DON'T FORGET THE TOILET PAPER

by Brandy Whisman

What I've learned from crewing ultramarathons.

First things first, what is a crew?  A crew is a an individual or team recruited by the runner to provide aid and support at designated points. Being designated a crew member is an honor.  It means that the runner trusts you to make it to each crew point with what they need. I’ve crewed Mike at a few successful runs and one not so successful run. So, I thought I’d share some of my successes and missteps.

The first race I crewed was Mike’s first attempt at Georgia Death Race. Notice I said attempt.  Unfortunately, Mike wasn’t a finisher that year and a lot of that came down to a couple of mistakes I made as crew.  I was able to meet Mike at two points during the race: at roughly 20 miles into the race and about 46 miles into the race.  My biggest mistake at this race was not talking to my runner beforehand. I assumed that I knew what he would want and I was very, very wrong.  At mile 20, I should have made him change socks and shoes. We had discussed this, but he thought his feet were fine. Fast forward to mile 46- when Mike got there, I didn’t have the things he needed. I forgot the chair in my car about a half mile away, so he had to sit on a cooler with his back leaning up against me. His feet were a complete mess, from not changing earlier, and he was in very bad spirits.

I let him quit. He started talking about quitting and I thought the right thing to do was to affirm his feelings (Hippie Brandy comes out). He was clearly hurting and it was so hard for me to see him in such pain. Rather than reassess and discuss how he could get back out on the trail, I convinced him that he was in no shape to continue and he quit. He was hours ahead of any cutoff. Hell, he could’ve taken a long nap and enjoyed a 5-course dinner with the amount of time he had. I’ve since learned that he needed me to tell him to get his ass back out on the trail.

I’m happy to share that Mike went back the following year and kicked the Death Race’s ass!  I should also note that he took a different crew. Jesse and Will did an awesome job and crewed Mike to victory!

Having failed and been successful at crewing, here are my top tips for successful crewing:

  1. Talk with your runner beforehand. Learn what they need and try to pack it in one easy to get to container. What hydration do they prefer?  What do they need to eat? What do they need ready for them when they get to the crew points? At his most recent race, Highlands Sky, Mike wanted a bottle of SWORD and a bottle of water ready when he got there. He wanted his phone and earbuds queued up for the last aid station.

  2. Know your crew access points. This is a biggie. Most trail races are in remote areas and it’s super hard to get a cell signal. Know where you need to go and when you need to be there. Most races provide directions for crew access points- print them out!  Ask your runner what time they think they will arrive at the crew point and get there at least 45 minutes earlier than their predicted time.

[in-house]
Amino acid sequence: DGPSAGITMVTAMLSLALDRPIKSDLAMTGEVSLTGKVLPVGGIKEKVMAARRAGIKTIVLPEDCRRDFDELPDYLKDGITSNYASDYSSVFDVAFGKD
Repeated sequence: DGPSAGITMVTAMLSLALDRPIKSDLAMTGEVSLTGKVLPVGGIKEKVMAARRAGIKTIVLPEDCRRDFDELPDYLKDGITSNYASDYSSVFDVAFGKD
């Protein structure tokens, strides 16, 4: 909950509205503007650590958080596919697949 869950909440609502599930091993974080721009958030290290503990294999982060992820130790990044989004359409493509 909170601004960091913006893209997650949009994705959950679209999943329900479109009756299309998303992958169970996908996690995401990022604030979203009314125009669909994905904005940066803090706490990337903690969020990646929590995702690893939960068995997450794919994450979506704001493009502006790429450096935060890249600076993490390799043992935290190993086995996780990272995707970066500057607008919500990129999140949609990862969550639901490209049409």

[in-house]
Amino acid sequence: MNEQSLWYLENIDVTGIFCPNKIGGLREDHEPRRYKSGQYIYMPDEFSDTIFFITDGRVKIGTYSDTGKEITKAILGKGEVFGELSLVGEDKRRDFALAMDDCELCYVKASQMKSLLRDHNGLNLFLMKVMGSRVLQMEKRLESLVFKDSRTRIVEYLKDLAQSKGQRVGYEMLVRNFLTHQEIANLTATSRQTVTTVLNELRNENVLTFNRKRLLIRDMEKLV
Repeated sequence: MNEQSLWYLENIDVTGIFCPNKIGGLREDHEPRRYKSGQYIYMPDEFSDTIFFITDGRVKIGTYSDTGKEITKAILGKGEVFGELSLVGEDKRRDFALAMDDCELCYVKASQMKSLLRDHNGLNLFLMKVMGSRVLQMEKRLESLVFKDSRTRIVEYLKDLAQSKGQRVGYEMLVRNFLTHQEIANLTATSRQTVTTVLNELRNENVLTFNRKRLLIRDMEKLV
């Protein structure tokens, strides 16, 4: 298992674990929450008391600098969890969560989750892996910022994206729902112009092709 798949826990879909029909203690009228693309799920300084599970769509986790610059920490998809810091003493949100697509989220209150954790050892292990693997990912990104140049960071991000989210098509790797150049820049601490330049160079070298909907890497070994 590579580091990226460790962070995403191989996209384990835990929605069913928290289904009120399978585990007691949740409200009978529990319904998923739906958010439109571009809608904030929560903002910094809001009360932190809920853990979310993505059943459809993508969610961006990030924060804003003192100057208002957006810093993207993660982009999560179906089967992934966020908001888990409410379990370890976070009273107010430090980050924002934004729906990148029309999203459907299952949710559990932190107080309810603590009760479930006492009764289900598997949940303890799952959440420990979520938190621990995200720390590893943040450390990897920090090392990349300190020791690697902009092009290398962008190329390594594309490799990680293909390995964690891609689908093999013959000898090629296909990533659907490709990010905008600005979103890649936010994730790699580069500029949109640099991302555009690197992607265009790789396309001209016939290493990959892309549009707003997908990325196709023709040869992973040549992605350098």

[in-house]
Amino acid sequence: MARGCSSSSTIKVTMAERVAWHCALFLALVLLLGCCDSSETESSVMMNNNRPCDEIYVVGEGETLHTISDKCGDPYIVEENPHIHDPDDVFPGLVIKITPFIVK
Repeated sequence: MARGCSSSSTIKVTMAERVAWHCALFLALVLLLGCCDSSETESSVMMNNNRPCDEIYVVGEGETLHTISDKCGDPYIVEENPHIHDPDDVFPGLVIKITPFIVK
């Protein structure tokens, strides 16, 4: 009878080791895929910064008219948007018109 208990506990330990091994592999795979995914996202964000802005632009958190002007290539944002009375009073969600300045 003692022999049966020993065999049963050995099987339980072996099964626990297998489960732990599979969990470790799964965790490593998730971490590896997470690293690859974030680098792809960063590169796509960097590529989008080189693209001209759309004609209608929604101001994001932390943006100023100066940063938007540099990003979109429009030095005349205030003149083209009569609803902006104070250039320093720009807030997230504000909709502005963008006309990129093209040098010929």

3. Accept the fact that your runner may be a jerk at the crew access points. Remember your runner is punishing both their body and their mind.  They may be short when talking to you, they may yell, and/or they may act frustrated with you. Don’t take it personal.  They’re probably frustrated with their self and you are just the nearest target. That being said, remind them that you are there as a volunteer and should be treated with respect.

  4. Be a good support for your runner. As mentioned earlier, find out what your runner needs. How do they like to be motivated? Find out what you should do if your runner mentions dropping? Ask them what success looks like, as well as failure. Be prepared to be a jerk to get them back on the trail. This past weekend, at the last crew point, Mike sat down in a chair.  He rarely sits down when racing, so I knew it was going to be a challenge to get him going again. I told him several times to get up and get moving. I reminded him that he was only a little over 4 miles from the finish. I told him that he’d never forgive himself if he quit now. Finally, I told him that if he quit, he’d have to find another ride back to the finish line because I wasn’t taking him. Now, had he been injured or sick, I probably would have let him drop, but because we had planned in advance, I knew he had it in him to finish.

  5. You will probably have to use the woods for your restroom needs. This always seems to be surprising to new crewers.  It is unlikely that the access points will have a PortaPotty.  They are usually remote and hard to access. Be prepared. Pack toiletries. Be prepared to pack them out. Don’t litter.

  6. Take care of yourself. While the day (or days, depending on the distance) is all about the runner, remember that you have needs as well. Make sure to hydrate and eat. Pack your own food and drinks- again, these are usually remote areas, so you can’t rely on food being readily available. Slap on sunscreen and/or bug repellant.  Drive safely. Bring a book, or some sort of entertainment, because you’ll definitely be waiting a little bit.

  7. Have fun. Crewing is an awesome experience. Trail people are some of the coolest people around.  That goes for runners, crewers, pacers, and volunteers. You will make new friends, see old friends, and generally have a blast!  

Remember, you are awesome for taking on such a big task.  Your runner will thank you!


 

Brandy WhismanComment